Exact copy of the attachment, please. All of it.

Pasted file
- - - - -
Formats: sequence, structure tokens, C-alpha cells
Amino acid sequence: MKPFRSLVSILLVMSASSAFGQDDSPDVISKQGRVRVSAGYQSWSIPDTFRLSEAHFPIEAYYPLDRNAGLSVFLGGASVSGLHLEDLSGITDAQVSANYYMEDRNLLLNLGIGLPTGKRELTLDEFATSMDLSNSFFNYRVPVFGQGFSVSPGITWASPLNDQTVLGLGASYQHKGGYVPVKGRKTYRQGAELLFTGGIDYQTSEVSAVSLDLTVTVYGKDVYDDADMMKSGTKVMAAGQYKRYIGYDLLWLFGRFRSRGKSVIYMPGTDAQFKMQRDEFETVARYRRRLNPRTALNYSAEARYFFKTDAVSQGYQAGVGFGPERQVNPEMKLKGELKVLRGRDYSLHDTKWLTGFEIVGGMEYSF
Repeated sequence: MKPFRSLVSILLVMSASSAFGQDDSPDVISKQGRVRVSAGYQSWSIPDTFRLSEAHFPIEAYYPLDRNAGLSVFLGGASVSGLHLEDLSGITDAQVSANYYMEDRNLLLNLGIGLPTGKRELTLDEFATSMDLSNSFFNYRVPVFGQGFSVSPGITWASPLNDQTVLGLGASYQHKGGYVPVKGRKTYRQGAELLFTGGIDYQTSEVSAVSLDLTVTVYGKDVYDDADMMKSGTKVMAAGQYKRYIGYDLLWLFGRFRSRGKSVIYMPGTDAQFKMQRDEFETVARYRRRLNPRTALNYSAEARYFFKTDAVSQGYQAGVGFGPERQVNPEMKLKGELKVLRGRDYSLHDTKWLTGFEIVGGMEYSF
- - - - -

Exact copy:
Formats: sequence, structure tokens, C-alpha cells
Amino acid sequence: MKPFRSLVSILLVMSASSAFGQDDSPDVISKQGRVRVSAGYQSWSIPDTFRLSEAHFPIEAYYPLDRNAGLSVFLGGASVSGLHLEDLSGITDAQVSANYYMEDRNLLLNLGIGLPTGKRELTLDEFATSMDLSNSFFNYRVPVFGQGFSVSPGITWASPLNDQTVLGLGASYQHKGGYVPVKGRKTYRQGAELLFTGGIDYQTSEVSAVSLDLTVTVYGKDVYDDADMMKSGTKVMAAGQYKRYIGYDLLWLFGRFRSRGKSVIYMPGTDAQFKMQRDEFETVARYRRRLNPRTALNYSAEARYFFKTDAVSQGYQAGVGFGPERQVNPEMKLKGELKVLRGRDYSLHDTKWLTGFEIVGGMEYSF
Repeated sequence: MKPFRSLVSILLVMSASSAFGQDDSPDVISKQGRVRVSAGYQSWSIPDTFRLSEAHFPIEAYYPLDRNAGLSVFLGGASVSGLHLEDLSGITDAQVSANYYMEDRNLLLNLGIGLPTGKRELTLDEFATSMDLSNSFFNYRVPVFGQGFSVSPGITWASPLNDQTVLGLGASYQHKGGYVPVKGRKTYRQGAELLFTGGIDYQTSEVSAVSLDLTVTVYGKDVYDDADMMKSGTKVMAAGQYKRYIGYDLLWLFGRFRSRGKSVIYMPGTDAQFKMQRDEFETVARYRRRLNPRTALNYSAEARYFFKTDAVSQGYQAGVGFGPERQVNPEMKLKGELKVLRGRDYSLHDTKWLTGFEIVGGMEYSF